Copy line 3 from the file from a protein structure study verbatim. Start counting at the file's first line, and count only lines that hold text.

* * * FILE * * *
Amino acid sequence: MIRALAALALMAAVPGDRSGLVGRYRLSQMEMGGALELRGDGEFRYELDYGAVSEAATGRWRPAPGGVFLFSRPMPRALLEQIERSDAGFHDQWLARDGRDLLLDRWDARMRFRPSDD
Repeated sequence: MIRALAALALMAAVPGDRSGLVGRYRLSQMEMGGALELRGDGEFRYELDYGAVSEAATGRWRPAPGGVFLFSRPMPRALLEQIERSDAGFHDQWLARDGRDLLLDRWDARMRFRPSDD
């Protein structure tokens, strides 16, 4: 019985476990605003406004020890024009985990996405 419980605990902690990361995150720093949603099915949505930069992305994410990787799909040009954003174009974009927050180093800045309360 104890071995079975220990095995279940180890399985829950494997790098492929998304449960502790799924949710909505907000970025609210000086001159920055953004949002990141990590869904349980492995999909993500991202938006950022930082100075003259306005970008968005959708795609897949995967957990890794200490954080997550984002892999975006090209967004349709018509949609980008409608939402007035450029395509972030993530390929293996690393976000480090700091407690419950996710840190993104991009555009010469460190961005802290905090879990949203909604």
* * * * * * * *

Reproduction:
């Protein structure tokens, strides 16, 4: 019985476990605003406004020890024009985990996405 419980605990902690990361995150720093949603099915949505930069992305994410990787799909040009954003174009974009927050180093800045309360 104890071995079975220990095995279940180890399985829950494997790098492929998304449960502790799924949710909505907000970025609210000086001159920055953004949002990141990590869904349980492995999909993500991202938006950022930082100075003259306005970008968005959708795609897949995967957990890794200490954080997550984002892999975006090209967004349709018509949609980008409608939402007035450029395509972030993530390929293996690393976000480090700091407690419950996710840190993104991009555009010469460190961005802290905090879990949203909604």